Savings Bondage

A Baptist Foundation of Arizona investor gets her savings back--with a little help from a lawyer

Beverly and Edward McMillen wanted to help the Lord.
As members of North Phoenix Baptist Church, one of the Valley's largest Southern Baptist congregations, the McMillens took their pastor's advice and began investing their life savings with the Baptist Foundation of Arizona (BFA) as early as 1989. The way the McMillens understood it, BFA would borrow money from them, pay them an attractive interest rate, reinvest the money and return profits to Southern Baptist causes.

"We thought we were helping the church and helping missionaries. . . . We thought we were helping other people," says Beverly McMillen, 68.

She did not know that BFA had returned only $1.3 million of its own funds to Southern Baptist causes in 50 years. She did not know that as of December 1996, BFA had lent nearly $140 million to companies controlled by two former board members and a current board member. (BFA's insider deals were disclosed in New Times' special report, "The Moneychangers," April 16 and 23.)

Beverly McMillen, who worked at a bank at the time, had just one desire--to keep her money liquid, so that if either she or her husband fell ill, they could pay for their care.

But when Edward McMillen suffered a severe stroke earlier this year, and needed expensive nursing care, Beverly McMillen says she learned that BFA considered the bulk of their life savings--about $29,000--untouchable until 2001. BFA would not release the funds, which were invested in a so-called "Maximum Value Performance Note," she says, even after learning of Edward McMillen's illness.

Beverly McMillen pursuaded a nursing home to let her charge the first days of her husband's care on a credit card.

Then she hired a Sun City attorney specializing in elder abuse.
After hearing from that attorney, BFA released McMillen's money in August.
In a September 4 letter responding to New Times' questions about its actions in the McMillen case, BFA president William Crotts denies that Maximum Value Performance Notes are marketed as CDs and says the terms of the note are spelled out in the note's "Offering Circular" (a document that lays out the risks and terms of the note and which should be read carefully by investors before any documents are signed).

Asked to respond to Beverly McMillen's contention that she was misled into thinking her investment was "just like a CD," Crotts wrote: "A Maximum Value Performance Note is not 'just like a CD' nor is it marketed as such. The principal invested in a Maximum Value Performance Note is locked-in until maturity of the note, as disclosed by BFA's Offering Circular in the section entitled Terms, pages 4-5."

Asked why BFA sold the elderly McMillens a note that locked up principal for years, Crotts wrote: "BFA does not act as an investment advisor for any client. Clients decide based on their own needs and circumstances whether to make long or short term investments. The McMillens made their decision based on their own circumstances."

Like many elderly clients of the Baptist Foundation of Arizona, the McMillens were solicited by BFA sales representatives.

A BFA sales representative left the McMillens a flier that declares, "Here at BFA, our commitment is to 'up close and personal service.' So, if you're not physically able to get around the way you used to, or if you're simply too busy, just give me a call. I'll be happy to stop by to visit with you about our financial services or to pick up your investment."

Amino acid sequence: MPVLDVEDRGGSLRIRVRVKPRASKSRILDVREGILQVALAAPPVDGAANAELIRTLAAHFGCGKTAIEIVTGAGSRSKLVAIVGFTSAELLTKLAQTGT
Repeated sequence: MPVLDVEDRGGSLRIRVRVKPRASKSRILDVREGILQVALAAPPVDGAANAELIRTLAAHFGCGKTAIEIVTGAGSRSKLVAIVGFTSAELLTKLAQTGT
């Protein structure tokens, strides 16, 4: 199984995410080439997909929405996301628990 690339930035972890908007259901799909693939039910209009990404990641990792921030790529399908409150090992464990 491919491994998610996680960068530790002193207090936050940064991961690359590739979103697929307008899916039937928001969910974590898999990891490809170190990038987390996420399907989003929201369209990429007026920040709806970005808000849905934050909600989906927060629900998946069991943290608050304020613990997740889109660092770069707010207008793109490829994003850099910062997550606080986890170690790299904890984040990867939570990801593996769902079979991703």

The flier also says that by investing with BFA, "you'll be earning yourself an attractive interest rate while benefiting the Lord's work."

In 1996, the McMillens had most of their money tied up in liquid BFA "Investment Agreements." At the time, Beverly McMillen was still working, and her husband stayed at their retirement condo.

Beverly McMillen says that after her husband suffered a series of small strokes, he became so susceptible to telephone salesmen that he would "buy the Brooklyn Bridge."

In October 1996, after receiving a phone call from a BFA representative, Edward McMillen, then in his late 70s, told his wife he had switched most of their savings--about $29,000--from a liquid BFA investment agreement into BFA's "Maximum Value Performance Note," Beverly McMillen says. At the time, she still had faith in BFA, so she signed the investment papers.

According to documents BFA gave to the McMillens, the note is collateralized with seven notes receivable and two money-market accounts. Of the seven notes receivable, at least four were written by real estate companies linked to current or former BFA board members. Two of those loans are linked to former board member Jalma Hunsinger, whose main company, ALO, had a negative net worth of $116 million at the time the McMillens bought their note, according to Arizona Corporation Commission documents.

BFA's Offering Circular, which the McMillens received, discloses the risk associated with the real estate related investments, although it doesn't mention the links to insiders.

Asked whether BFA told the McMillens that some of the collateral was linked to current and former board members, Crotts replied: "No. BFA made all necessary disclosures in its Offering Circular for the MVPN. The identities of individuals are irrelevant because the security is in the collateral assets. In addition, the MVPN's are general obligations of BFA, which may be satisfied from any assets of BFA."

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